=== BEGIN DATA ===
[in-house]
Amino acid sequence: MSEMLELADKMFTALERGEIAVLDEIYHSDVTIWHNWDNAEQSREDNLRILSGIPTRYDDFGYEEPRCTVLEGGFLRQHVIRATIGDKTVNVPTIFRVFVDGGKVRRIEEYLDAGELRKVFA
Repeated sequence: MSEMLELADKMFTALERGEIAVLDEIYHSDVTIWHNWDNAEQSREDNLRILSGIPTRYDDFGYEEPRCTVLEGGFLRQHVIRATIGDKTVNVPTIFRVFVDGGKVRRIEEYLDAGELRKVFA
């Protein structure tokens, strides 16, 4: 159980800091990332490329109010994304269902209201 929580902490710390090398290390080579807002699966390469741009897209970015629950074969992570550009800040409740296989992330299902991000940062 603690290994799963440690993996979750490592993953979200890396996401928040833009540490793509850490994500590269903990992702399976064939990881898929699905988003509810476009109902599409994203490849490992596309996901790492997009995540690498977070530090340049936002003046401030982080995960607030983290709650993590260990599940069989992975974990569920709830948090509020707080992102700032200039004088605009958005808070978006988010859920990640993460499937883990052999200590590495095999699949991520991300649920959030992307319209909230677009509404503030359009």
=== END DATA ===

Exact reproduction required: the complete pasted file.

[in-house]
Amino acid sequence: MSEMLELADKMFTALERGEIAVLDEIYHSDVTIWHNWDNAEQSREDNLRILSGIPTRYDDFGYEEPRCTVLEGGFLRQHVIRATIGDKTVNVPTIFRVFVDGGKVRRIEEYLDAGELRKVFA
Repeated sequence: MSEMLELADKMFTALERGEIAVLDEIYHSDVTIWHNWDNAEQSREDNLRILSGIPTRYDDFGYEEPRCTVLEGGFLRQHVIRATIGDKTVNVPTIFRVFVDGGKVRRIEEYLDAGELRKVFA
């Protein structure tokens, strides 16, 4: 159980800091990332490329109010994304269902209201 929580902490710390090398290390080579807002699966390469741009897209970015629950074969992570550009800040409740296989992330299902991000940062 603690290994799963440690993996979750490592993953979200890396996401928040833009540490793509850490994500590269903990992702399976064939990881898929699905988003509810476009109902599409994203490849490992596309996901790492997009995540690498977070530090340049936002003046401030982080995960607030983290709650993590260990599940069989992975974990569920709830948090509020707080992102700032200039004088605009958005808070978006988010859920990640993460499937883990052999200590590495095999699949991520991300649920959030992307319209909230677009509404503030359009």